The best that can be said of the current no-alternative bundles imposed on consumers is that, in a static analysis, they may expand total social surplus while reducing consumer surplus.79 In other words, producer surplus may increase more than consumer surplus declines, increasing total surplus. Even the conclusion to this static analysis is dubious, as it is unclear whether producer surplus has increased more than consumer surplus has fallen.
Under a dynamic analysis, the enrichment of producers is not random. The current system favors a small number of dominant producers and creates barriers to entry for small, independent outlets, resulting in little diversity in ownership, leveraging their market power through forced bundling, the large operators and dominant programmers not only reduce diversity, but also diminish competition, leading to inefficiencies in the market. Because bundling reduces competitive pressures, the total surplus is limited. When reality is injected into the theory, the cable industry argument falls apart even faster. There is no reason to believe that prices will skyrocket in an environment where consumers are allowed to choose between bundles and individual programs. In a more competitive, consumer-friendly environment, total surplus might well be higher.
The record is rife with solid evidence from smaller and independent MVPD operators, independent content producers, local cable commissions and independent programmers that discrimination takes place with the largest programmers bundling to force cable operators and consumers to take networks that would not be taken in the absence of leverage.80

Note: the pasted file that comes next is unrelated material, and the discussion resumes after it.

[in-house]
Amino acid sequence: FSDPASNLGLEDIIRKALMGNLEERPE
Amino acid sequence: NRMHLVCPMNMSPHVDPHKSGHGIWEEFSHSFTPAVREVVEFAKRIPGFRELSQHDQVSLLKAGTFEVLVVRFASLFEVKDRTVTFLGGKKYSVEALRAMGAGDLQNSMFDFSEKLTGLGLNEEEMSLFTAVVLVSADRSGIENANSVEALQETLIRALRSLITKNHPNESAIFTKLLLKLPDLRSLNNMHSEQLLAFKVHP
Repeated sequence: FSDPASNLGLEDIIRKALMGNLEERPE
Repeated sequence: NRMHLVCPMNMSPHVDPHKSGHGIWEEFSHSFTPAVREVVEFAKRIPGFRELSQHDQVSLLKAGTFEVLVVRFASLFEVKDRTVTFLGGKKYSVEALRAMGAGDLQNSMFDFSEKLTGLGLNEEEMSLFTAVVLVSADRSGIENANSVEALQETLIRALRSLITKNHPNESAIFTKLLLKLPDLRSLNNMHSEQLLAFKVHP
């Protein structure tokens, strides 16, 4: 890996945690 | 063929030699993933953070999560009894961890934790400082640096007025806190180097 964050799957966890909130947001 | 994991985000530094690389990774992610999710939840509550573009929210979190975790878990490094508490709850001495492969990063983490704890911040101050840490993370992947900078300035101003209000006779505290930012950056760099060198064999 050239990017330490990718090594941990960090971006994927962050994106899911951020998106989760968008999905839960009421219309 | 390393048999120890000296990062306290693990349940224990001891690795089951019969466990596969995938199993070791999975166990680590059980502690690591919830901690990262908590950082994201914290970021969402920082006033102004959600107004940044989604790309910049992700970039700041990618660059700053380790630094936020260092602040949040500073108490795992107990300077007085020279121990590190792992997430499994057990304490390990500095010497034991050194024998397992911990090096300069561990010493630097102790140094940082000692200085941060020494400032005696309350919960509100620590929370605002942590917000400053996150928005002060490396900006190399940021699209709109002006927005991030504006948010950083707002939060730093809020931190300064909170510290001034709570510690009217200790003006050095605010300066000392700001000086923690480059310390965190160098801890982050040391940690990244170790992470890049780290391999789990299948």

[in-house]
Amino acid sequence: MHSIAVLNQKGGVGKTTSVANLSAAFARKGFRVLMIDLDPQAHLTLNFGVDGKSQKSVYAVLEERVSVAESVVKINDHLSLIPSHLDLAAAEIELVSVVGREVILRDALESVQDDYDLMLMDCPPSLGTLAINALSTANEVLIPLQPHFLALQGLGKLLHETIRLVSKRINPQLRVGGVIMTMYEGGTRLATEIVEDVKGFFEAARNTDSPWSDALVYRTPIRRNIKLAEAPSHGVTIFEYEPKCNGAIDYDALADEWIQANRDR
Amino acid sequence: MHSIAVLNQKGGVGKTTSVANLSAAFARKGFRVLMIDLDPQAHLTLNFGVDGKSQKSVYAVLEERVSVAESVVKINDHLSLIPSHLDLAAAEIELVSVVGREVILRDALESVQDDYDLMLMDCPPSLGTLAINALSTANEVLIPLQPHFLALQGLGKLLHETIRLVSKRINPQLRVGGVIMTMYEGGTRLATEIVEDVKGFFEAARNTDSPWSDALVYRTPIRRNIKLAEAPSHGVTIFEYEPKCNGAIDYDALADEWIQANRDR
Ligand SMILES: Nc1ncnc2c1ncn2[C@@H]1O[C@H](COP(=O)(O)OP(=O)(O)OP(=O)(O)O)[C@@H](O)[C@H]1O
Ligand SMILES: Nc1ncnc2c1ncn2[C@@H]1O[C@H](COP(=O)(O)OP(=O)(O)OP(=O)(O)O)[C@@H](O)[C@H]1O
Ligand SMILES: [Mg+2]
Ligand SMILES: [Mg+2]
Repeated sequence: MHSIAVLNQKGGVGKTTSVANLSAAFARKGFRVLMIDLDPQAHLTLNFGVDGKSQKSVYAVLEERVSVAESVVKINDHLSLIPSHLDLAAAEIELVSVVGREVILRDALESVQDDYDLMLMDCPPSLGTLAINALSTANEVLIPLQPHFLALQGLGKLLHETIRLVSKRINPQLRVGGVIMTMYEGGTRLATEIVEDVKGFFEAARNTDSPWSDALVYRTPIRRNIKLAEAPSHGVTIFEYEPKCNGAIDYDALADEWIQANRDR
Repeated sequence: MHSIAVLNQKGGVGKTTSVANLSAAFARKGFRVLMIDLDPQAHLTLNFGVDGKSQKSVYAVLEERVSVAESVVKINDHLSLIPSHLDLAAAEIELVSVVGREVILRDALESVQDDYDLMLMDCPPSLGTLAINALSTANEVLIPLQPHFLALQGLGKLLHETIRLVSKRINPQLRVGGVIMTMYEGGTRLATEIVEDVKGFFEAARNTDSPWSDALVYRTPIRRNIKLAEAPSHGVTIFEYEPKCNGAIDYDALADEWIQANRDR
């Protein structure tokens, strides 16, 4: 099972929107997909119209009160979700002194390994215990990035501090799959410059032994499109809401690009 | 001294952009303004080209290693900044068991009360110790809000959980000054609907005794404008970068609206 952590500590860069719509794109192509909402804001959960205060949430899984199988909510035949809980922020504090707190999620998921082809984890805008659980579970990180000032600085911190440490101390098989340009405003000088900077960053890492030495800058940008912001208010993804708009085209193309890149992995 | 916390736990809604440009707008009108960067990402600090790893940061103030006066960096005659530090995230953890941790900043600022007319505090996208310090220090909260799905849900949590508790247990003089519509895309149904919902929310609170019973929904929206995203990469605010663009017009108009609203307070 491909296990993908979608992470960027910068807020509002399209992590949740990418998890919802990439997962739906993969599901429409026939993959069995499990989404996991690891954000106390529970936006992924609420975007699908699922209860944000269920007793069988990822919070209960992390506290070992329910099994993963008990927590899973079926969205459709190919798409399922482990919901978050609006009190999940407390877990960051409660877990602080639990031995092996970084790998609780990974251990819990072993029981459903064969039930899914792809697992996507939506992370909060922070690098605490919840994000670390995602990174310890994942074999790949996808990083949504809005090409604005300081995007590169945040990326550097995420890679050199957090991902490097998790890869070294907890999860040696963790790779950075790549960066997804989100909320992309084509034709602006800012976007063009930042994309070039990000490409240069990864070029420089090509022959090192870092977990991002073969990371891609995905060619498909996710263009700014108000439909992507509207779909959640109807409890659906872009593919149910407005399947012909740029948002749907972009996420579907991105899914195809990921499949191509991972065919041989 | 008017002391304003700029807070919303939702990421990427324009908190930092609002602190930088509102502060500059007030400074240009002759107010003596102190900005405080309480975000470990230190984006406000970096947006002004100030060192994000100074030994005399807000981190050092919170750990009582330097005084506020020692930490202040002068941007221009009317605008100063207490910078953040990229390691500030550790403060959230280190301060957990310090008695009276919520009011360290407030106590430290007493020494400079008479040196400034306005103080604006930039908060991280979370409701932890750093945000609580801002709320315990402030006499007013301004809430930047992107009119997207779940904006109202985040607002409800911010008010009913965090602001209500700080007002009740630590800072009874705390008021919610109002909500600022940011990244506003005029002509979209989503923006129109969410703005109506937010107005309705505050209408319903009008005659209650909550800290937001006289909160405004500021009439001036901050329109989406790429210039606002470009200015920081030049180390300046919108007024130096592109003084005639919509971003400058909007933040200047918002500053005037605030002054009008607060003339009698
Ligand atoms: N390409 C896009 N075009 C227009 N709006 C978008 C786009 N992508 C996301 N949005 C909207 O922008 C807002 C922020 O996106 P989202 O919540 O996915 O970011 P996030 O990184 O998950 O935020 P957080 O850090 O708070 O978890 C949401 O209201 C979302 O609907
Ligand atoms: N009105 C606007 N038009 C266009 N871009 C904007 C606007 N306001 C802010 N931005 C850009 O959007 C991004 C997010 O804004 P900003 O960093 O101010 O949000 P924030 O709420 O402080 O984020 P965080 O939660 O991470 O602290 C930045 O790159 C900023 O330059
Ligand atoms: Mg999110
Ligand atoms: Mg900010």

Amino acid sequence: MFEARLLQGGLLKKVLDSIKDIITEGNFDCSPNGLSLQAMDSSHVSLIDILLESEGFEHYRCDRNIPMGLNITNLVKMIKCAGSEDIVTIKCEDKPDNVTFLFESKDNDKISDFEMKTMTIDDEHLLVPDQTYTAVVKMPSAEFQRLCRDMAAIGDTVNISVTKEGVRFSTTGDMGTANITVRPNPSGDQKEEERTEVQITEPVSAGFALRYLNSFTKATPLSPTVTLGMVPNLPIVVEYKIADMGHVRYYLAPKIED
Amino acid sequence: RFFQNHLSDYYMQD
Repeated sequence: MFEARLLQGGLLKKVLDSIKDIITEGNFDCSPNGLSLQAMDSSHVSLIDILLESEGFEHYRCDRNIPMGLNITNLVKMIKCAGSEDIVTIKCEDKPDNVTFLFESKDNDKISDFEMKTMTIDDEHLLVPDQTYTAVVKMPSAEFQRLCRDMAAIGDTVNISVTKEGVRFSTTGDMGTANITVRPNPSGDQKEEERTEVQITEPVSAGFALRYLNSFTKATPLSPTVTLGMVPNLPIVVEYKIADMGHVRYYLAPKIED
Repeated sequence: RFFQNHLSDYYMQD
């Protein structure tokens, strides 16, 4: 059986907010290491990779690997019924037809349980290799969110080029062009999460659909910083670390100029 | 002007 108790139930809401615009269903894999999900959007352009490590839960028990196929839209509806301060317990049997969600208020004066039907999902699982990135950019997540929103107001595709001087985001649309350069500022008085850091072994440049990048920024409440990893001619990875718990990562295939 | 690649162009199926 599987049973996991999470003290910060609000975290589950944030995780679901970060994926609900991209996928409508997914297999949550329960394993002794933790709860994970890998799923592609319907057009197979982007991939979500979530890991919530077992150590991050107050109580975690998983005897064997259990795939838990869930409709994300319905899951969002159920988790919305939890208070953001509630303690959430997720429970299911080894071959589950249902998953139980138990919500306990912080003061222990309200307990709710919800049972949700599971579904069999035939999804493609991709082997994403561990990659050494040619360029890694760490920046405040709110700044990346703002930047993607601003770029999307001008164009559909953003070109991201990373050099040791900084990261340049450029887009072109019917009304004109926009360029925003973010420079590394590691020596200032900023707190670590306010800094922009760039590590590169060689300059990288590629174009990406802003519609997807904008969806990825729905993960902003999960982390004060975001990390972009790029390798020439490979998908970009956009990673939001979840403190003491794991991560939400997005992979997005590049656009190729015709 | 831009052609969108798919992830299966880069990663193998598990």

If the Congress intends to rely on market forces to discipline the market power of cable operators, it will have to break the stranglehold that the handful of vertically integrated, horizontally concentrated firms use to dominate the sector.
Congress should require cable operators to make available to consumers on an unbundled
Congress should impose a strict horizontal limit on cable ownership, to diminish cable's monopsony power in the programming market.
Congress should ban the abuse of vertical leverage, both by closing the terrestrial
Congress should prohibit contractual anti-competitive tying arrangements by dominant
1 ''Remarks of FCC Chairman Kevin J. Martin,"' Georgetown University McDonough School of Business and Public Policy, November 30,2006, p. 6.
customers must pay for programming that they would not otherwise choose, solely to receive a he, over-the-air